Center for Sports Excellence: It is Overdue to the state

I recently read that one of the major parameters of any nation’s quality of human development is its performance in sports and games. While this country boasts of being the one of the fastest growing economies among so called BRIC countries, on sports front, it stands at the tail end.

Take Rio Olympics, 2016 for example. Among BRIC countries, China stood 3rd overall with total 70 medals including 26 gold, 18 silver and 26 bronze medals. Russia stood 4th with a total of 55 medals including 19 gold, 17 silver and 19 bronze medals. Likewise, Brazil emerged as 13th best nation with a total medals tally of 19 including 7 gold, 6 silver and 6 bronze medals. And India, another BRIC nation, performed abysmally poor at 67th position in tie with Mangolia with a total of 2 medals including a silver in Badminton (P.V. Sindhu) and a bronze in Wrestling (SakshiMalik in Women’s freestyle 58kg category). Ironically, otherwise unknown nations including Fiji, Bahrain, Bahamas and even Independent Olympic Athletes (IOA) did better than the country which homes around 18% population of the globe.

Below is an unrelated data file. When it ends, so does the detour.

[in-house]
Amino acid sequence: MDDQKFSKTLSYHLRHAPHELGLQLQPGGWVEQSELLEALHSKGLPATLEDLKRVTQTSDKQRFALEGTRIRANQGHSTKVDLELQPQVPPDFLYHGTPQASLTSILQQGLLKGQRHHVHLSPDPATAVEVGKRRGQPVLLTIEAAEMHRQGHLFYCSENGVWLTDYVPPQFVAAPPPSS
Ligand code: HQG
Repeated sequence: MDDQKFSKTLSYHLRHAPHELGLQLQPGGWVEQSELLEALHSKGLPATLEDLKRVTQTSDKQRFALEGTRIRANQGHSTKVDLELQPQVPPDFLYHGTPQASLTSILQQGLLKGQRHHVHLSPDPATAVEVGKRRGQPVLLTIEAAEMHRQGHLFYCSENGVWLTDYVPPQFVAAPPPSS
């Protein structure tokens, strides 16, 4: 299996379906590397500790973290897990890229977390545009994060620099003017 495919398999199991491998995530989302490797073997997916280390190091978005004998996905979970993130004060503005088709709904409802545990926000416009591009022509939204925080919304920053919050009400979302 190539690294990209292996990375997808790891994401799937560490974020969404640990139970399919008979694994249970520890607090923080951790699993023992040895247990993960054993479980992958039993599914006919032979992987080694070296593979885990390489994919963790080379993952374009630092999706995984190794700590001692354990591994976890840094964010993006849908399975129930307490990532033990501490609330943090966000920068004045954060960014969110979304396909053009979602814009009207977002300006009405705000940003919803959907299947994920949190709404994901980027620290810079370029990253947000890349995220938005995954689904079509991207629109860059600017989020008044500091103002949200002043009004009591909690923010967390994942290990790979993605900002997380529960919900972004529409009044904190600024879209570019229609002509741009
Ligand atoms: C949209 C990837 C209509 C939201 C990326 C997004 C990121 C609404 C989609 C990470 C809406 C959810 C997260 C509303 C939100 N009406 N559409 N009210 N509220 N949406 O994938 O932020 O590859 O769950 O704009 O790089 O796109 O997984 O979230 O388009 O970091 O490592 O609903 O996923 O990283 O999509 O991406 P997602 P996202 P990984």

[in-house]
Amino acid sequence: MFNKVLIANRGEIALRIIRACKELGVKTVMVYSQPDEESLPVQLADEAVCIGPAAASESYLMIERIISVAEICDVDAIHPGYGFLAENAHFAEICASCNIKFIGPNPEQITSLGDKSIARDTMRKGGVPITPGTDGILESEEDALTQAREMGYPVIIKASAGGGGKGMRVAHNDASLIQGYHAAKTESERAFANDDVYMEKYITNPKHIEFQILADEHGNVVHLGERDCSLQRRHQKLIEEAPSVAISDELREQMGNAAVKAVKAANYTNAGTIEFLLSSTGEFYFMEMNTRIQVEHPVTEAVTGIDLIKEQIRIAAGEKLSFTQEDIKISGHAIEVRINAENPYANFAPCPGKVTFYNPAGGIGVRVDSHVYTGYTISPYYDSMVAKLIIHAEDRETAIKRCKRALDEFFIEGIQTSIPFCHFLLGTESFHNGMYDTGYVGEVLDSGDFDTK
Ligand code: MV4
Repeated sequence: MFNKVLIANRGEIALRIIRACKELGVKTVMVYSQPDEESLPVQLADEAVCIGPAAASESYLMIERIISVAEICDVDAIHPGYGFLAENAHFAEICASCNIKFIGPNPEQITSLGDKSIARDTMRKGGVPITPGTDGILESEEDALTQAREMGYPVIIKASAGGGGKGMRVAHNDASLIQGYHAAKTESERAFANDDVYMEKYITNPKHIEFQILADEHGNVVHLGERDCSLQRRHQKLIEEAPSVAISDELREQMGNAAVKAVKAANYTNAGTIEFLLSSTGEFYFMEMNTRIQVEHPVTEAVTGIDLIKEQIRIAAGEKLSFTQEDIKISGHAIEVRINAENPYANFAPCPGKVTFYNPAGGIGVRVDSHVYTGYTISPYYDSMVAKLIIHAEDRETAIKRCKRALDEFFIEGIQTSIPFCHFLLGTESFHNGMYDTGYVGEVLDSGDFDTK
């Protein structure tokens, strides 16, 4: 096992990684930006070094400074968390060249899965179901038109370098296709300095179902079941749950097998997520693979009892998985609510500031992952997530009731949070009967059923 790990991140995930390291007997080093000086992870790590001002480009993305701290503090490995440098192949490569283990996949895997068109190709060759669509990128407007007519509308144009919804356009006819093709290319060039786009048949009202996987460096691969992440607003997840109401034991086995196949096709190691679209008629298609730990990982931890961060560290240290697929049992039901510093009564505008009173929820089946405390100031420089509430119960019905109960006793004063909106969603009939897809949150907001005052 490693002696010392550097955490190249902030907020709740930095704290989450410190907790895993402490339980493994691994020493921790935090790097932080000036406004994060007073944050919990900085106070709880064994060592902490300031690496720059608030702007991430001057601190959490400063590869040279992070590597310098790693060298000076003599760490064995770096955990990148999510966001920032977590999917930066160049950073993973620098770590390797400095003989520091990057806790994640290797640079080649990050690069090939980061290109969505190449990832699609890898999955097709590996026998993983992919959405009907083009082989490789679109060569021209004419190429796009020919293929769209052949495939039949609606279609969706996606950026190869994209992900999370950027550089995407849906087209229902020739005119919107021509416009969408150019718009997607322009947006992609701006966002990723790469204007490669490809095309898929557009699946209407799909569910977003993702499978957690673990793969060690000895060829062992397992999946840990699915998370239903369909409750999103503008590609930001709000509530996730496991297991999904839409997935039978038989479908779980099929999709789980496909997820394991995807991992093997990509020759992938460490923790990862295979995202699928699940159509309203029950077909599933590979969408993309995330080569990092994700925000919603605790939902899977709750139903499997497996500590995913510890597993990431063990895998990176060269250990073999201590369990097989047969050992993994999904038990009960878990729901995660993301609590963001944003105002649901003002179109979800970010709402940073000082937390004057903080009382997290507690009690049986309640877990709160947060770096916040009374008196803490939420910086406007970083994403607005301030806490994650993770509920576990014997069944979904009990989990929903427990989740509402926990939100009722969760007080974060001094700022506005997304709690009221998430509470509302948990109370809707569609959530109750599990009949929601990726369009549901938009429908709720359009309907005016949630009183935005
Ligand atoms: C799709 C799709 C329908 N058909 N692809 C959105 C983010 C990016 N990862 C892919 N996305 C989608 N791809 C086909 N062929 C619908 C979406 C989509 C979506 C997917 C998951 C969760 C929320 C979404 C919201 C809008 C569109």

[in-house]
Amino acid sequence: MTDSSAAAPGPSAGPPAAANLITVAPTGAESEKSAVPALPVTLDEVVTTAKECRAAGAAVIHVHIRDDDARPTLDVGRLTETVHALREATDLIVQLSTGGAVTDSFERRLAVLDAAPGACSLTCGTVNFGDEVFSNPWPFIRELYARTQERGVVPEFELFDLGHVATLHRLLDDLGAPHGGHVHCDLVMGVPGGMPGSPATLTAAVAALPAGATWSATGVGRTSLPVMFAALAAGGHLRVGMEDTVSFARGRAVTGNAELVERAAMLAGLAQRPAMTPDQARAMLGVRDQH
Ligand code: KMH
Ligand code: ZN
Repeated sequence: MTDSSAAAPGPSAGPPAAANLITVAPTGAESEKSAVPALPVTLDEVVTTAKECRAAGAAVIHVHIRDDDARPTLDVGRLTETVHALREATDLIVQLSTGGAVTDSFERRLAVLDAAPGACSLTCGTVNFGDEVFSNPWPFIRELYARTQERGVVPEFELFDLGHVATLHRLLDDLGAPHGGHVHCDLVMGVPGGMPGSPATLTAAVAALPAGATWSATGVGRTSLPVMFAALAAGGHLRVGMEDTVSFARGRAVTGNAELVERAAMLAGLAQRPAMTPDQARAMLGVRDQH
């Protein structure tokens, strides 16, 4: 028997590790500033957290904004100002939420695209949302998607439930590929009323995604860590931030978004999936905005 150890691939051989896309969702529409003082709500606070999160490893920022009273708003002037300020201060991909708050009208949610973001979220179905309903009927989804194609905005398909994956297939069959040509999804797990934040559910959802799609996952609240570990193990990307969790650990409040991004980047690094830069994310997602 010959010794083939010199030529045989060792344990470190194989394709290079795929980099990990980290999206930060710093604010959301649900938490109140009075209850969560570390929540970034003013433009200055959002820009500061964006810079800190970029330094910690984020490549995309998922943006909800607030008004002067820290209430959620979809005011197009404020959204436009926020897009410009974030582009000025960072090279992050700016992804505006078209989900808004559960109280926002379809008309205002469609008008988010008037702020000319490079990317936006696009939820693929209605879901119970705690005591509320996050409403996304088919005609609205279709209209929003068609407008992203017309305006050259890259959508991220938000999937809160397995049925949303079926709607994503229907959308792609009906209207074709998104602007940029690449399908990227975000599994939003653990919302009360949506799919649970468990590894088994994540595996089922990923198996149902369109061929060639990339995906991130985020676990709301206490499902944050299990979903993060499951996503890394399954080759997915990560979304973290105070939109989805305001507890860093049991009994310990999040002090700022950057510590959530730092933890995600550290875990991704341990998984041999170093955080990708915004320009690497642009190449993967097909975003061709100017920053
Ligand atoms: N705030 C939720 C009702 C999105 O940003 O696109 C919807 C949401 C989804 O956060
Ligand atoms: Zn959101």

In fact, in terms of the ratio of medals won to the population size, it emerged as the worst performer among 86 participating nations. With 132 crore population (2016), the ratio stood at 66 crore people per medal. This is a sin!

Worst was the fact that not even a single gold medal was won by the countrys’ total contingent of 117 athletes including 63 men and 54 women who participated across 15 sports during the Rio Olympics, including first Olympian from our J&K state Chain Singh – 50m rifle shooter – from village Chanser of Doda district.

Chain did make it to the J&K Bank’s yearly calendar of 2018, but for him, a pukka road to his hilly village of Chanser would mean more than an Olympic medal. Somehow, I could relate Chain’s struggle in shooting for a better road to his village with that of Ali for little sister Zara’s pair of sneakers (Children of Heaven).

A few academic studies have been conducted in course of finding out as to why many countries win few Olympic medals. In 2008 report in the ‘Economic and Political Weekly’, an Indian Publication, Anirudh Krishna and Eric Haglundargued